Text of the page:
Dominion Diagnostics Advisory Board Member and Educator Lisa Marzilli, PharmD leads discussion on opioid abuse in RI with Drug Prevention Coalition

The North Kingstown Prevention Coalition held a meeting last week to discuss the opioid crisis from both a national and statewide perspective. Along with members of the coalition, North Kingstown Police Officers and Firefighters, Dr. Lisa Marzilli, a pharmacist and expert in pharmacokinetic research, was also on hand to give a presentation and answer questions about the opioid crisis. 

Opioids make up a class of drug that includes heroin, synthetic opioids like fentanyl and pain relievers available legally by prescription, such as oxycodone, hydrocodone, codeine, morphine and others.

According to the National Institute of Drug Abuse (NIDA), Rhode Island is among the top ten states with the highest rates of opioid-related overdose deaths. In 2016, NIDA’s website reads, there were 279 opioid-related overdose deaths--- in Rhode Island—a rate of 26.7 deaths per- 100,000 persons and more than twice the national rate of 13.3 deaths per 100,000. 

In 2015, more than 33,000 Americans died as a result of an opioid overdose, which included overdoses on prescription opioids, heroin and illicitly manufactured fentanyl.

And though opioid prescriptions have steadily decreased since 2013, as a way to stem the overdose rate, Marzilli pointed out during her presentation that the decline led people already addicted to prescription drugs to seek illegal opioids, such as heroin and fentanyl. 

“The drive to get drugs is a primitive survival kind of craving and memory. And they’re chasing a high, chasing a high and the truth of the matter is they don’t even get high anymore,” Marzilli said. “The truth of the matter is, the dopamine receptors in the brain do what’s called down regulate, and they can’t feel good. You don’t feel any pleasure, zero pleasure. What manifests as a symptom is lying, cheating, stealing–chasing down the drug.”

“To a diseased brain, not having a pill is not going to stop the intense seeking of a drug,” she added. 

During her presentation, Marzilli focused heavily on the use of fentanyl, both purposeful and accidental, calling it a “poisoning epidemic.” 

Fentanyl is a powerful synthetic opioid analgesic that is similar to morphine but is 50 to 100 times more potent.  It is a schedule II prescription drug, and it is typically used to treat patients with severe pain or to manage pain after surgery. It is also sometimes used to treat patients with chronic pain who are physically tolerant to other opioids.

However, with fentanyl being mixed with illicit opioids such as heroin, there has been an additional spike in opioid-related overdoses. 

“It’s a poisoning epidemic, not an overdose epidemic,” Marzilli said, adding that nobody knows how much fentanyl is mixed with opioids.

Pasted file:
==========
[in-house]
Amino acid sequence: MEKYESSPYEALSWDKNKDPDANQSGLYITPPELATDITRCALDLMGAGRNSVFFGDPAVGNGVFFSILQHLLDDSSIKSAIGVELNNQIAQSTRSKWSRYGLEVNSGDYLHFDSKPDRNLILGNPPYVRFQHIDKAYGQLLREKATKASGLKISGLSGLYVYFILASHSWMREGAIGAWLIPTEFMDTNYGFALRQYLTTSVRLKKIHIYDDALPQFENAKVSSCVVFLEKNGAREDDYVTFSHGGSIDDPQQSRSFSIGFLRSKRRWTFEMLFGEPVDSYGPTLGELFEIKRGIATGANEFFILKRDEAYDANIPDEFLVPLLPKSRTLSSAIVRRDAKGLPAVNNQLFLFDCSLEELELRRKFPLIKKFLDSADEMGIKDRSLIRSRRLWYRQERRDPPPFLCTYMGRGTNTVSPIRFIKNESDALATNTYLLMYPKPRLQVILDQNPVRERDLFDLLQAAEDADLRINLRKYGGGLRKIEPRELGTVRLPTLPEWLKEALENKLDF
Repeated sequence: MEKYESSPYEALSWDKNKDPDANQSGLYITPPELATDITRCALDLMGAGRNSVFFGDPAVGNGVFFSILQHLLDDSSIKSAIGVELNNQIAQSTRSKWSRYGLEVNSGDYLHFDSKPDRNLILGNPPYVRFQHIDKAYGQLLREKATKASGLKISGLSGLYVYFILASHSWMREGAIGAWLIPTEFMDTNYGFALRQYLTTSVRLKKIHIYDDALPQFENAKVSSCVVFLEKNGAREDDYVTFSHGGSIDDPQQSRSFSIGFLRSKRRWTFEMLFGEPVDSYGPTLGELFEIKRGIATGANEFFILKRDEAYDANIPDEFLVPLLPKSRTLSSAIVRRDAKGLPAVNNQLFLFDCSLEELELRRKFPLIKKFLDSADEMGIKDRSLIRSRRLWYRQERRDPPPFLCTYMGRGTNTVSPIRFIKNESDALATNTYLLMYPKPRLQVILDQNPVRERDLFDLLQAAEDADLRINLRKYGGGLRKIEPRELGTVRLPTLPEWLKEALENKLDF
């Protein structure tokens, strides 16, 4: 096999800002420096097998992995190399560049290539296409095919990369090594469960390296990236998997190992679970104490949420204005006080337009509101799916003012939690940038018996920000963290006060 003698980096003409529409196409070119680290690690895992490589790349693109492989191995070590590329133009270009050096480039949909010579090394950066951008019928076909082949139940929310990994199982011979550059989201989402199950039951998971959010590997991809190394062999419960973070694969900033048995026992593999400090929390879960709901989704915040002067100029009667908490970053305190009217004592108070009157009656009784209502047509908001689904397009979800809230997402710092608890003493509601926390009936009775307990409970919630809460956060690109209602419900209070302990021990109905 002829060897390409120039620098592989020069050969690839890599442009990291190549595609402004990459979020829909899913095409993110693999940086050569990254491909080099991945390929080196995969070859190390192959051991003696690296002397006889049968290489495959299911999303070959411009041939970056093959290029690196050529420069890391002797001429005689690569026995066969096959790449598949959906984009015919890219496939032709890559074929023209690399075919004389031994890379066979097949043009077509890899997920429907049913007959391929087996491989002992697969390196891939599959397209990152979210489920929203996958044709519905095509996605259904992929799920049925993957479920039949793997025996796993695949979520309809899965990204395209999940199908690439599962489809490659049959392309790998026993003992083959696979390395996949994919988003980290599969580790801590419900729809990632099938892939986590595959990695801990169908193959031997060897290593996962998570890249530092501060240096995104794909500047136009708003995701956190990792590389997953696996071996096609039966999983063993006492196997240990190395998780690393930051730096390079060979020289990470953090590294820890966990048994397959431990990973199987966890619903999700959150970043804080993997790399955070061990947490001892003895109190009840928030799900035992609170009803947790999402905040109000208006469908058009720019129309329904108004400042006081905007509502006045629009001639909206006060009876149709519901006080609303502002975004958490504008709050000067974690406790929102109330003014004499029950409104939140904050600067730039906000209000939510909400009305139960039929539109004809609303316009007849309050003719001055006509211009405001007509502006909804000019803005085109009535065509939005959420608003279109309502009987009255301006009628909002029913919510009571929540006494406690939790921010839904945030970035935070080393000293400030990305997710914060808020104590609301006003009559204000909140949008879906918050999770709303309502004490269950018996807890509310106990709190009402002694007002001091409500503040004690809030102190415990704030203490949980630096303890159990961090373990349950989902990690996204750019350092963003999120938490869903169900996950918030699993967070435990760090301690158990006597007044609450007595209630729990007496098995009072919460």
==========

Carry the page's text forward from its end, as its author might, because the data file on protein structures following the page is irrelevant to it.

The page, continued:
“Two milligrams of fentanyl would kill everyone in this room. It may actually supplant the heroin market,” she continued. “In 2017, 55 percent of overdose deaths were from fentanyl itself.” 

As the presentation went on, Marzilli also touched on means of prevention, such as additional funding and raising awareness of opioid abuse, emphasizing the education of children and young adults. 

“What’s going to be the thing that turns it around?” she said. “Approaching it like public health forensics might be one idea. Or a public health emergency or crisis.”

“When children are five or six,” she added, “parents teach their kids ‘don’t light a match you’re going to burn down the house.’ If you know something that’s this serious, really getting it on people’s radar, it’s going to take us a lot of years to get there. It’s funding from the top down, for sure. All levels. Government, pharma–the whole program.” 

Though she didn’t shy away from the direness of the situation, Marzilli pointed to the treatment and sharp declines in the rates of HIV and Zika virus as examples of how a public health crisis can be managed. 

“The amount of information that came out, the rapidity that it came out, is how it was funded,” she said. 

And as a means of preventing overdoses, Marzilli also pointed to the possible use of supervised injection facilities (SIFs), which, though she said sounded “insane,” resulted in a “huge decrease in overdose, hospitalization and infection.” 

Though SIFs–medically supervised settings where people can inject previously obtained drugs–do not currently exist in the US, states like Massachusetts are considering the use of the facilities as a means to reduce potential harm. 

Kathy Sullivan, a coalition member, also brought up Project Lazarus, a community-based overdose prevention program in Wilkes County and western North Carolina, as a possible way forward. The program focuses on increased access to naloxone, a medication used to block the effects of opioids, especially in overdoses.

“It’s community prevention. It’s a combination of education in the community with events like this, drug take back events, reducing access, working with local prescribers […] and oversight,” Sullivan said. 

Marzilli also said she was a proponent of increased access to naloxone, considering it a preventative measure in slowing the overdose rate. She also said the increased abuse and overdose rate was the result of ignoring the root cause at the heart of the epidemic–mental illness. 

“90 percent of people with a drug addiction have mental illness. And we don’t fund mental illness properly,” Marzilli said. “The things we’re trying to tackle are so thick and so engrained. It’s going to take a long time. It’s going to take a really long time, because it isn’t viewed as a chronic disease.”

“Perhaps this is a symptom of a much larger social problem,” she added.  

The prevention coalition will meet again on Nov. 15 at the Davisville Academy in North Kingstown from 3:00 to 4:30 p.m.